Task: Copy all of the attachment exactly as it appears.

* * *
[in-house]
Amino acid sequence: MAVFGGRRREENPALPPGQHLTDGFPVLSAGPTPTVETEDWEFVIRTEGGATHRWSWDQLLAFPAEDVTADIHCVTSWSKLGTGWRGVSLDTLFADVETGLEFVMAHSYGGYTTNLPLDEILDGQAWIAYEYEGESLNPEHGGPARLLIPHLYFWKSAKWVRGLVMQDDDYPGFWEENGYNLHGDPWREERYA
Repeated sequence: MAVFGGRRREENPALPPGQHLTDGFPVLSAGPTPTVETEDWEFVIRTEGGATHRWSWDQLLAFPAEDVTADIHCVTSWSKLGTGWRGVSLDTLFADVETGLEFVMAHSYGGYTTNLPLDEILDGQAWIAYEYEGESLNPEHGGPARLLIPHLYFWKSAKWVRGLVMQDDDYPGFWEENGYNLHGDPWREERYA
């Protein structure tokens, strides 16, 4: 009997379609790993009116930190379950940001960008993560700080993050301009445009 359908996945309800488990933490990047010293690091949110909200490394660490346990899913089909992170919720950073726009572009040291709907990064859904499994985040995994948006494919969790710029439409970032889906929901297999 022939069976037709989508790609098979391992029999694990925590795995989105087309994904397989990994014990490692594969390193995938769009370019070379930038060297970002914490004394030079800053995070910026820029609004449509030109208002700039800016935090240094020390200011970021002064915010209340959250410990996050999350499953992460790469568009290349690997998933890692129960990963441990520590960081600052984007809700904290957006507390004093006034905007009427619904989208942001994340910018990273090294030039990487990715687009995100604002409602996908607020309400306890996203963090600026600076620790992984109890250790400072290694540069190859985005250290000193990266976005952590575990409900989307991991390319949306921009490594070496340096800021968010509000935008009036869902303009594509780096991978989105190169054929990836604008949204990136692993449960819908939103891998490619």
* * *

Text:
[in-house]
Amino acid sequence: MAVFGGRRREENPALPPGQHLTDGFPVLSAGPTPTVETEDWEFVIRTEGGATHRWSWDQLLAFPAEDVTADIHCVTSWSKLGTGWRGVSLDTLFADVETGLEFVMAHSYGGYTTNLPLDEILDGQAWIAYEYEGESLNPEHGGPARLLIPHLYFWKSAKWVRGLVMQDDDYPGFWEENGYNLHGDPWREERYA
Repeated sequence: MAVFGGRRREENPALPPGQHLTDGFPVLSAGPTPTVETEDWEFVIRTEGGATHRWSWDQLLAFPAEDVTADIHCVTSWSKLGTGWRGVSLDTLFADVETGLEFVMAHSYGGYTTNLPLDEILDGQAWIAYEYEGESLNPEHGGPARLLIPHLYFWKSAKWVRGLVMQDDDYPGFWEENGYNLHGDPWREERYA
């Protein structure tokens, strides 16, 4: 009997379609790993009116930190379950940001960008993560700080993050301009445009 359908996945309800488990933490990047010293690091949110909200490394660490346990899913089909992170919720950073726009572009040291709907990064859904499994985040995994948006494919969790710029439409970032889906929901297999 022939069976037709989508790609098979391992029999694990925590795995989105087309994904397989990994014990490692594969390193995938769009370019070379930038060297970002914490004394030079800053995070910026820029609004449509030109208002700039800016935090240094020390200011970021002064915010209340959250410990996050999350499953992460790469568009290349690997998933890692129960990963441990520590960081600052984007809700904290957006507390004093006034905007009427619904989208942001994340910018990273090294030039990487990715687009995100604002409602996908607020309400306890996203963090600026600076620790992984109890250790400072290694540069190859985005250290000193990266976005952590575990409900989307991991390319949306921009490594070496340096800021968010509000935008009036869902303009594509780096991978989105190169054929990836604008949204990136692993449960819908939103891998490619």